Workers’ compensation insurance

Workers' compensation insurance is compulsory in Australia, but the cost and benefit levels differ in each state and territory.

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What you need to know

  • If an employee falls sick due to their job, or is injured while at work, workers compensation insurance will cover their lost wages and more.
  • If you are an employer and you dont have workers compensation insurance, you could face fines and even jail time.
  • The prices of workers compensation insurance varies by state and territory, because it is regulated differently.

How much is workers' compensation insurance?

New South Wales icon

New South Wales

For 2022-2023, the average premium rate is 1.47%.

This means you multiply the amount you spend on remuneration by 1.47% to get a rough idea of your workers' comp premium.

However, the premium rate can vary depending on industry. The more dangerous the industry, the higher the premium rate. Your premium may also be impacted by your claims history.

Victoria icon

Victoria

For 2022-2023, the average premium rate is 1.272%.

This means you multiply the amount you spend on remuneration by 1.272% to get a rough idea of your workers' comp premium.

However, the premium rate can vary depending on industry. The more dangerous the industry, the higher the premium rate. Your premium may also be impacted by your claims history.

Queensland icon

Queensland

For 2022-2023, the average premium rate is 1.23%.

This means you multiply the amount you spend on remuneration by 1.23% to get a rough idea of your workers' comp premium.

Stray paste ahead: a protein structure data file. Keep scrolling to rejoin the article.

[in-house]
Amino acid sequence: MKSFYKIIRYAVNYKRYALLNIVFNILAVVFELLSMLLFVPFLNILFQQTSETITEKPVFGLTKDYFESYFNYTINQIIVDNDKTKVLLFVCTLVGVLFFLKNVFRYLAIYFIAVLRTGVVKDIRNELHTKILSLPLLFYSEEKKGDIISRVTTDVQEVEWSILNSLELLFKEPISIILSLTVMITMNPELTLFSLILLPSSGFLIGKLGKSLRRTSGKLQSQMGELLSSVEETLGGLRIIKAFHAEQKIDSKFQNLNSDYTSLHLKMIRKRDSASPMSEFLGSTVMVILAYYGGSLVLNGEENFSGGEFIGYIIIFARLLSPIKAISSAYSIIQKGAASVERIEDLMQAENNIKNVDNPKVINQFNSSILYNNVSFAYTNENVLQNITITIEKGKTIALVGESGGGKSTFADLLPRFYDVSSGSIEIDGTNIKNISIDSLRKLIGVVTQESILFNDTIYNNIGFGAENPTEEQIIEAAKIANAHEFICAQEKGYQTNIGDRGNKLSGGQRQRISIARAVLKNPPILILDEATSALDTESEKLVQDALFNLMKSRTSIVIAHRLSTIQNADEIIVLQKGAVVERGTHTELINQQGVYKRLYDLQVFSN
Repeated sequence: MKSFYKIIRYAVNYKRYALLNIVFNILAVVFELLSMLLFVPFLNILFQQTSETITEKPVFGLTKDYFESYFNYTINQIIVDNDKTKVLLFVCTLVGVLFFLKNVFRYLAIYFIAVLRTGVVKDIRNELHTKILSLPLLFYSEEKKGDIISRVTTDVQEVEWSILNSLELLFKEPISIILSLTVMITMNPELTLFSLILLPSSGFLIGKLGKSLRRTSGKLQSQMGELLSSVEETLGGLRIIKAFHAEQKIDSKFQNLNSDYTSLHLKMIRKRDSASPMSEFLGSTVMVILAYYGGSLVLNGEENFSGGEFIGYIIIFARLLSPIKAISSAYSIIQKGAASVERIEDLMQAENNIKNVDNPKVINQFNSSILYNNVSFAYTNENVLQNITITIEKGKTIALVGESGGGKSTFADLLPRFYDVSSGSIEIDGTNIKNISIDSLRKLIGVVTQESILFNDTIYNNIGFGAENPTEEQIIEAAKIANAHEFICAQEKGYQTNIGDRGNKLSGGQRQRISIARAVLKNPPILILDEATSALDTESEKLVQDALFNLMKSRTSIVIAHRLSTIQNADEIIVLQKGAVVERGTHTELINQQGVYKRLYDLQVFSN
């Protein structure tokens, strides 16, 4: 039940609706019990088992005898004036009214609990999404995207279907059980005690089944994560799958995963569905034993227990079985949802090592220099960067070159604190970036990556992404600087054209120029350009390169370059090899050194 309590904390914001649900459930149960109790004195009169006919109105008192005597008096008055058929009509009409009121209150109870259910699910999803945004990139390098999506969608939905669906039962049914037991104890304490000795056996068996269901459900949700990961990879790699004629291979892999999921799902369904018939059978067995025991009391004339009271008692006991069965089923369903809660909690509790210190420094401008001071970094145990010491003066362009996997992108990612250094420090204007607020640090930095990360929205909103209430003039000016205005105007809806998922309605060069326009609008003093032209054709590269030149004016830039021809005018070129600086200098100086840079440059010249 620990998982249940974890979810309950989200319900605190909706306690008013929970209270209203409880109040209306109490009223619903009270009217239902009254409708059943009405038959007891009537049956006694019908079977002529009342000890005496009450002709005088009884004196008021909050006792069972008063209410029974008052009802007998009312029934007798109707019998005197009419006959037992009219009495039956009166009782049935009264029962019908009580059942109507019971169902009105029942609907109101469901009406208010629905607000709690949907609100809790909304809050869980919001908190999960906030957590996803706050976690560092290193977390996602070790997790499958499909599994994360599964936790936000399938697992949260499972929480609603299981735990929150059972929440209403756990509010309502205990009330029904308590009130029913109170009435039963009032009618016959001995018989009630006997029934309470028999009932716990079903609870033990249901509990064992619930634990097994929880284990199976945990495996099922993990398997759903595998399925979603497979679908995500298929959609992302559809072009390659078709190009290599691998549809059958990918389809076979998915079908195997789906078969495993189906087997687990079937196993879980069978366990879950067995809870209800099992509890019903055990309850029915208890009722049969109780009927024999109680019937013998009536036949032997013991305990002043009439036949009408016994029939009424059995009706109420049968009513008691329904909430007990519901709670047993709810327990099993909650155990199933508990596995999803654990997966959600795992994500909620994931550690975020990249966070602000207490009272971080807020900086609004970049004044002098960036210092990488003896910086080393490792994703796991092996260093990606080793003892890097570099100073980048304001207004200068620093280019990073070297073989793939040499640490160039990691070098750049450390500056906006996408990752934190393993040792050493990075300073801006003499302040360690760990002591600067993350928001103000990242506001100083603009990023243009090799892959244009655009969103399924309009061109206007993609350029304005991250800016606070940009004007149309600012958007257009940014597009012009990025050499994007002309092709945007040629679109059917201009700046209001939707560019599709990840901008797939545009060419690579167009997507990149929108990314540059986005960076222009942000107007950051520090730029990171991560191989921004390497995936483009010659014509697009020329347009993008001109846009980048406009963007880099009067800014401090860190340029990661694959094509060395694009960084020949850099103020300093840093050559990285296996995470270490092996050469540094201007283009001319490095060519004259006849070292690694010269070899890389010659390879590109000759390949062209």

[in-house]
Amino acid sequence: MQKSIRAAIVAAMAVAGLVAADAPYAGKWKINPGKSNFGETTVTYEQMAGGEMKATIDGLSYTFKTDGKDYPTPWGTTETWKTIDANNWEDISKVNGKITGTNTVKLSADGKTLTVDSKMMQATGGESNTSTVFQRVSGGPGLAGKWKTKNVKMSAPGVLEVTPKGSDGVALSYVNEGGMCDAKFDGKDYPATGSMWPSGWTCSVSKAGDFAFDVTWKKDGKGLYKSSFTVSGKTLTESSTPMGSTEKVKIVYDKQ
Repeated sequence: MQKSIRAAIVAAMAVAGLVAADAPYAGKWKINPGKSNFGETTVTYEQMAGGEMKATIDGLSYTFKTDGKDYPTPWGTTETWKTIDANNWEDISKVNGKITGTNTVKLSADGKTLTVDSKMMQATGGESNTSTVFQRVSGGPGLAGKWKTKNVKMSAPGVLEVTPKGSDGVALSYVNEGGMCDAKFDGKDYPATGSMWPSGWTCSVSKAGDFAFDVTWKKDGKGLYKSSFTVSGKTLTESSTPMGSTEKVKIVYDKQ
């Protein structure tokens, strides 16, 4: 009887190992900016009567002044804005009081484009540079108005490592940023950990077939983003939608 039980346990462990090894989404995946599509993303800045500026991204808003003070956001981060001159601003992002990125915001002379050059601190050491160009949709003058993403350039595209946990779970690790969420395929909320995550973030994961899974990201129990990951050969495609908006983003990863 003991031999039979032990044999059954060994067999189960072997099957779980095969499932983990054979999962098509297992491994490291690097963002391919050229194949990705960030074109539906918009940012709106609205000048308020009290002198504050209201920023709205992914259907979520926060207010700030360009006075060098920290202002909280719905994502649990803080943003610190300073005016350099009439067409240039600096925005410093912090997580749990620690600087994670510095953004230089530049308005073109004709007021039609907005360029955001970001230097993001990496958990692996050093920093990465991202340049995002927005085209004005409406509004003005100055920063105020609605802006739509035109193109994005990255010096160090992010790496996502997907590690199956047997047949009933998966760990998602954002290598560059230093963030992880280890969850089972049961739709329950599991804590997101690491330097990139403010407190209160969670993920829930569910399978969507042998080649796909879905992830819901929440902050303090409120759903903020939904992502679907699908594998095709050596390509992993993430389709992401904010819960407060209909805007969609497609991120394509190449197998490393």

However, the premium rate can vary depending on industry. The more dangerous the industry, the higher the premium rate. Your premium may also be impacted by your claims history.

Western Australia icon

Western Australia

For 2022-2023, the average premium rate is 1.822%.

This means you multiply the amount you spend on remuneration by 1.822% to get a rough idea of your workers' comp premium.

However, the premium rate can vary depending on industry. The more dangerous the industry, the higher the premium rate.

Your premium may also be impacted by your claims history and even which insurer you choose. It's particularly important to compare prices if you live in WA.

South Australia icon

South Australia

For 2022-2023, the average premium rate is 1.8%.

This means you multiply the amount you spend on remuneration by 1.8% to get a rough idea of your workers' comp premium.

However, the premium rate can vary depending on industry. The more dangerous the industry, the higher the premium rate. Your premium may also be impacted by your claims history.

Tasmania icon

Tasmania

For 2022-2023, the average premium rate is 2.08%.

This means you multiply the amount you spend on remuneration by 2.08% to get a rough idea of your workers' comp premium.

However, the premium rate can vary depending on industry. The more dangerous the industry, the higher the premium rate.

Your premium may also be impacted by your claims history and even which insurer you choose. It's particularly important to compare prices if you live in TAS.

Australian Capital Territory icon

Australian Capital Territory

For 2022-2023, the average premium rate is 2.33%.

This means you multiply the amount you spend on remuneration by 2.33% to get a rough idea of your workers' comp premium.

However, the premium rate can vary depending on industry. The more dangerous the industry, the higher the premium rate.

Your premium may also be impacted by your claims history and even which insurer you choose. It's particularly important to compare prices if you live in ACT.

Northern Territory icon

Northern Territory

Each business is assigned a rate relative to the risk of their industry. Your gross annual spend on wages is then multiplied by this rate to get your premium.